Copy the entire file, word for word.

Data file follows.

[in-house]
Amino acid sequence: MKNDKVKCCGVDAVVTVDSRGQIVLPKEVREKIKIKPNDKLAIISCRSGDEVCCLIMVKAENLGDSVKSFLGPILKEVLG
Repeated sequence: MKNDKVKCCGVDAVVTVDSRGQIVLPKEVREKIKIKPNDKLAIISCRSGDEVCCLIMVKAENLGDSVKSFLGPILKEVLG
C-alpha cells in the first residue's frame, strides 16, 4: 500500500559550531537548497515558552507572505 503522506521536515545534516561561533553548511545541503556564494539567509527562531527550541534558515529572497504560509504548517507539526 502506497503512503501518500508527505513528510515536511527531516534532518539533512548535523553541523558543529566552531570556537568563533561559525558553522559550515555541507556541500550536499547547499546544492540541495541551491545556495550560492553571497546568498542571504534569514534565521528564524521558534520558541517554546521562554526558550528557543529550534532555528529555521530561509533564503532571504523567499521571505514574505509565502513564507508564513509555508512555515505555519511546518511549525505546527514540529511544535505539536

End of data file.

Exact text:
[in-house]
Amino acid sequence: MKNDKVKCCGVDAVVTVDSRGQIVLPKEVREKIKIKPNDKLAIISCRSGDEVCCLIMVKAENLGDSVKSFLGPILKEVLG
Repeated sequence: MKNDKVKCCGVDAVVTVDSRGQIVLPKEVREKIKIKPNDKLAIISCRSGDEVCCLIMVKAENLGDSVKSFLGPILKEVLG
C-alpha cells in the first residue's frame, strides 16, 4: 500500500559550531537548497515558552507572505 503522506521536515545534516561561533553548511545541503556564494539567509527562531527550541534558515529572497504560509504548517507539526 502506497503512503501518500508527505513528510515536511527531516534532518539533512548535523553541523558543529566552531570556537568563533561559525558553522559550515555541507556541500550536499547547499546544492540541495541551491545556495550560492553571497546568498542571504534569514534565521528564524521558534520558541517554546521562554526558550528557543529550534532555528529555521530561509533564503532571504523567499521571505514574505509565502513564507508564513509555508512555515505555519511546518511549525505546527514540529511544535505539536